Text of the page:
And may God bless you with enough foolishness to believe that you can make a difference in this world, so that you can do what others claim cannot be done.


Consider yourself sparkled.

Thursday, March 16, 2006

Writing Tip: Freewriting Fun

If you're a writer, nothing's more intimidating than the blank page and the pressure to be brilliant. Here's a tip I learned from Robert Ray, he of the Weekend Novelist fame, and from the incomparable Natalie Goldberg. If you haven't read her writing books, you're missing out. Writing Down the Bones should be on every aspiring author's Already Read-It shelf.

You know the situation. You're stuck. You don't know where to go next or what to do. Your characters are lifeless and it's entirely possible the Great American Novel you've been pounding away on may actually be...Not So Great.

Here's a solution, and it works every time. Grab some paper. My favorites are the large yellow pads with light blue lines. In fact, I write most of my first drafts on them, page by messy page.

Find a pen, a really good one with fast ink. Black is a good, strong color. Kick off your shoes and sit in a comfortable place near a timer or a clock. Turn off your email (it'll ding and interrupt you) and definitely unplug the phone.

Now, choose a starting line. Maybe your character is entering a room. Maybe he's getting off a bus or she's about to tell her husband that dark secret of hers. Maybe it's an emotional scene or something toe-curling scary. Write one sentence to set the stage, and don't worry if it's not the best thing you've ever written.

Set your timer for twenty minutes and go. Just go.

Use that flat sentence like a swimming pool diving board - the old kind with lots of bounce that could flip you all the way to the shallow end. No lifting of the pen, no spell check, and no crossing out. Let the words flow, whether they're good bad or ugly or hardly make sense at all.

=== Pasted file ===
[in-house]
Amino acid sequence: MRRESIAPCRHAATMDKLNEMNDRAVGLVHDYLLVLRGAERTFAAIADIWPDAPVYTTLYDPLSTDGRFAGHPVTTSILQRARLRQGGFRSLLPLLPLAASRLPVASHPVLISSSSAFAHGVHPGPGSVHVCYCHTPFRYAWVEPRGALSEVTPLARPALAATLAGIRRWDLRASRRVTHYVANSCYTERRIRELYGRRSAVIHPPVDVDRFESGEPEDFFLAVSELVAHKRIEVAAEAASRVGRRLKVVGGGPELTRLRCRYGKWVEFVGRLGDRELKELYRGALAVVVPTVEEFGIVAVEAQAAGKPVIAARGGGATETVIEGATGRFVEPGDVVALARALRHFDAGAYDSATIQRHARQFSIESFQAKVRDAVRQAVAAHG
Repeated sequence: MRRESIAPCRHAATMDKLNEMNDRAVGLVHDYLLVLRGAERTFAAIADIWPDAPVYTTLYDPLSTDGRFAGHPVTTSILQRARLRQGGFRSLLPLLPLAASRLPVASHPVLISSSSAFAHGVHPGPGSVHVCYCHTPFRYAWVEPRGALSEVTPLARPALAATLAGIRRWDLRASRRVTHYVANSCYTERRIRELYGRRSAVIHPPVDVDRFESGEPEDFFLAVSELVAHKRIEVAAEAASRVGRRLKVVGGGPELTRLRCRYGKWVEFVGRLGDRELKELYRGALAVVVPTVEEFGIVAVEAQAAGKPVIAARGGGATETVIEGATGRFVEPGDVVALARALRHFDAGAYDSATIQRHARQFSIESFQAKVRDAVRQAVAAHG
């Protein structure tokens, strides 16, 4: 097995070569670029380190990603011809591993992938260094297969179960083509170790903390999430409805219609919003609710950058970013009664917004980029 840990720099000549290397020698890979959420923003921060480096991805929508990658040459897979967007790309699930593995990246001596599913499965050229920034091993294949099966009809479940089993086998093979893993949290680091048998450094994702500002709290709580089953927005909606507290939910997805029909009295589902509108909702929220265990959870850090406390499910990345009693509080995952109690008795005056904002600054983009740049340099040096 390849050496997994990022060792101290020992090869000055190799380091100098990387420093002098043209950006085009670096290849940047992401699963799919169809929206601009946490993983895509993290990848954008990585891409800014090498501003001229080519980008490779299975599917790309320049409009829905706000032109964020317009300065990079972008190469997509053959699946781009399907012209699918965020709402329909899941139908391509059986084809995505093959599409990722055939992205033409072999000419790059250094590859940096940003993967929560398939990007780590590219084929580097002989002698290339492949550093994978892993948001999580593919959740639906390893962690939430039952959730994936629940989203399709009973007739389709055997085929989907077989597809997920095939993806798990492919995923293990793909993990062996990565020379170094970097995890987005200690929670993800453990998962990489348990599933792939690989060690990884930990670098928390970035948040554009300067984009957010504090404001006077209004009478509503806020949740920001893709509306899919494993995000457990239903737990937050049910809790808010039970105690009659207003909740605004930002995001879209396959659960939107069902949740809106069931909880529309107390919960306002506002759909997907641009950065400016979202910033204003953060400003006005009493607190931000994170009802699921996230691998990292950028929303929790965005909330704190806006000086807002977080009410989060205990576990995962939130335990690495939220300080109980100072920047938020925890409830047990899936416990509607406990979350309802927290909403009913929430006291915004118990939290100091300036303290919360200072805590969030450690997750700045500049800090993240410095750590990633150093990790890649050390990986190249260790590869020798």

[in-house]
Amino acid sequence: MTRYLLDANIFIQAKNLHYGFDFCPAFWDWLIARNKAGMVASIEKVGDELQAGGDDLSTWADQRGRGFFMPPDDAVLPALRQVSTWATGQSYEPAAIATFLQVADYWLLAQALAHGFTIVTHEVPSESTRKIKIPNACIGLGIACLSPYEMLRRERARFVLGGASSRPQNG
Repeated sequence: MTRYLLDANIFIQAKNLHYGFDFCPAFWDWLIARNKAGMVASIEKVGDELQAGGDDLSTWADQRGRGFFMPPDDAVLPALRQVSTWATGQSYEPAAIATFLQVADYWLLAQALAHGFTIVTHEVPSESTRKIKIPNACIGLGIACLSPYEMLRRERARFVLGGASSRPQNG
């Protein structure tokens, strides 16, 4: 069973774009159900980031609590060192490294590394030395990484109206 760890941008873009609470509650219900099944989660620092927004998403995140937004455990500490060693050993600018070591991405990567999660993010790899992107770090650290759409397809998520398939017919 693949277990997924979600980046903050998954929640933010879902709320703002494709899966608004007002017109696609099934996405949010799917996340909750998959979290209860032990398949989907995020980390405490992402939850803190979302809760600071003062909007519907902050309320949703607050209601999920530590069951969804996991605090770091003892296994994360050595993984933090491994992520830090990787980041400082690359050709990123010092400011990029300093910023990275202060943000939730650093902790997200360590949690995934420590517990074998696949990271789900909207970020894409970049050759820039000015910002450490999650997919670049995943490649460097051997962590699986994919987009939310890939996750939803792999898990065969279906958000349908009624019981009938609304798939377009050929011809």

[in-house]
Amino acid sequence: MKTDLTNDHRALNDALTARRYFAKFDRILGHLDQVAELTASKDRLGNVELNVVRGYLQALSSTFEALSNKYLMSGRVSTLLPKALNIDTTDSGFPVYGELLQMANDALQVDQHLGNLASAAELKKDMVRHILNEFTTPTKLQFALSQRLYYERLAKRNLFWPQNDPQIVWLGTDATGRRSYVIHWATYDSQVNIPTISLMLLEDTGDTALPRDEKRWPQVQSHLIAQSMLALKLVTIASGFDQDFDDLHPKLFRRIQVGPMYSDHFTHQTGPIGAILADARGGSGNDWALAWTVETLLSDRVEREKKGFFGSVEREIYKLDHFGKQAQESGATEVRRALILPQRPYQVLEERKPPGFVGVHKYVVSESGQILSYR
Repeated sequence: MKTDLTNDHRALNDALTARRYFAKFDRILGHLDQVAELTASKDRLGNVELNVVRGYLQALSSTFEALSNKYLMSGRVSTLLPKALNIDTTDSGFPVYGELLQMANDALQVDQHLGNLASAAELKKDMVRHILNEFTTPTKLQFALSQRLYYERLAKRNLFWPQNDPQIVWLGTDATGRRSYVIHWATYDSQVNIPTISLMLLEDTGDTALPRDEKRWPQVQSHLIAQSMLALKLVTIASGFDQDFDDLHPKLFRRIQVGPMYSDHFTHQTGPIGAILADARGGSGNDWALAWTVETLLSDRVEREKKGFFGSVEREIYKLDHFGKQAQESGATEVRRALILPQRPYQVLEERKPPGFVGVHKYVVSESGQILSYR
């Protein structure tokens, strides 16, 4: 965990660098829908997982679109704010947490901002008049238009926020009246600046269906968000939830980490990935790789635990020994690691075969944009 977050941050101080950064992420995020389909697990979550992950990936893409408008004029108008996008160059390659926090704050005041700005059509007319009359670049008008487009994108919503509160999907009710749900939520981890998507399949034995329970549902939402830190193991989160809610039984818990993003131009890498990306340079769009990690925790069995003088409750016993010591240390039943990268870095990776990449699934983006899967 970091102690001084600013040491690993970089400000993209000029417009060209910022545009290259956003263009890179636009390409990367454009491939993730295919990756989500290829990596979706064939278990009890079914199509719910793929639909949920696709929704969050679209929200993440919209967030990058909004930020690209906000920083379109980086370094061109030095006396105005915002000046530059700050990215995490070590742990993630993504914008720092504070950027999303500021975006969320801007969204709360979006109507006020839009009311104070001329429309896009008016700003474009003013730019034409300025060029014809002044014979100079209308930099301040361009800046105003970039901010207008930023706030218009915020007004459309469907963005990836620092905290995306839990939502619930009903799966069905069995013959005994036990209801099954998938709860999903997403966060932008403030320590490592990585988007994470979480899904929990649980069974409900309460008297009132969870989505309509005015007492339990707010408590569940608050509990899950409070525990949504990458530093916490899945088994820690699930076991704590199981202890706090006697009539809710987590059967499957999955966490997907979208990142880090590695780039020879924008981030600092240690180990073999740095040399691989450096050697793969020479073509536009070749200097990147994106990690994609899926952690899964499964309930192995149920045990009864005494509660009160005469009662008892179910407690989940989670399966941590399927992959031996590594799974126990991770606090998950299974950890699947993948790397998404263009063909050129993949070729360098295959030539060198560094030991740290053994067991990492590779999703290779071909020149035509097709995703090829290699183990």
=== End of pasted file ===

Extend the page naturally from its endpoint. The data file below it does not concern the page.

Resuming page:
The internal editor is on vacation, at least for these blessed twenty minutes.

Twenty minutes later you'll have maybe three or four pages of illegible scrawl, but I'm willing to bet you'll find magic in all that muck. The next scene, a new character, a string of words that sings out and begs you to build on them.

See? Feels good doesn't it? You've got some good stuff to type into that manuscript and maybe you've broken through a wall, or a point of fear.

You're a real writer after all.

Now do it again. And again. And again.

Tuesday, March 14, 2006

Still Life with Oysters

My family and I recently visited the Gauguin exhibit at the Kimbell Art Museum in Fort Worth. This painting became a favorite as we asked each other - "What do you notice?"

My husband the cook saw the knife and tablecloth were clean and dry, yet the lemon was split in two. My daughter immediately noted the dead bird on an otherwise pleasant table. The oysters lack a good horseradish sauce, and an apple (not displayed in this pic) is smaller than the lemons.

My son's comment: Gauguin painted the fold wrinkles in the table cloth.

Ha! It goes to show you - it pays not to iron. Consider it fine art, and move on.

Thursday, March 09, 2006

Nut Case

I stayed up until 2:00 a.m. the other night reading a book. It's a habit (good or bad, considering I now make my living as a writer) that I've struggled with since my elementary years, getting busted for reading with a flashlight on a school night. Back then, I'd get in trouble. Now that I'm an adult, I just get real tired. And a little nutty the next day.